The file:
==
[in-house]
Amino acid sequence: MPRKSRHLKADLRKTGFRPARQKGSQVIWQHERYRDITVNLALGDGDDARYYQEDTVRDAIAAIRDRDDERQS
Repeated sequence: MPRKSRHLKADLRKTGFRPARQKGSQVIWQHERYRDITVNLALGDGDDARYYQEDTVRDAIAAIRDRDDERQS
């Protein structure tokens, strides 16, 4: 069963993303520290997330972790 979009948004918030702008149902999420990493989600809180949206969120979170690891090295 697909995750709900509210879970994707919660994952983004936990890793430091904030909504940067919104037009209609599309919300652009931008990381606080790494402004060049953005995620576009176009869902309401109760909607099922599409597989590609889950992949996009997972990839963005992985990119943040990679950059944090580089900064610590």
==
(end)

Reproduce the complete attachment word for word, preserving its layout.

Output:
[in-house]
Amino acid sequence: MPRKSRHLKADLRKTGFRPARQKGSQVIWQHERYRDITVNLALGDGDDARYYQEDTVRDAIAAIRDRDDERQS
Repeated sequence: MPRKSRHLKADLRKTGFRPARQKGSQVIWQHERYRDITVNLALGDGDDARYYQEDTVRDAIAAIRDRDDERQS
């Protein structure tokens, strides 16, 4: 069963993303520290997330972790 979009948004918030702008149902999420990493989600809180949206969120979170690891090295 697909995750709900509210879970994707919660994952983004936990890793430091904030909504940067919104037009209609599309919300652009931008990381606080790494402004060049953005995620576009176009869902309401109760909607099922599409597989590609889950992949996009997972990839963005992985990119943040990679950059944090580089900064610590």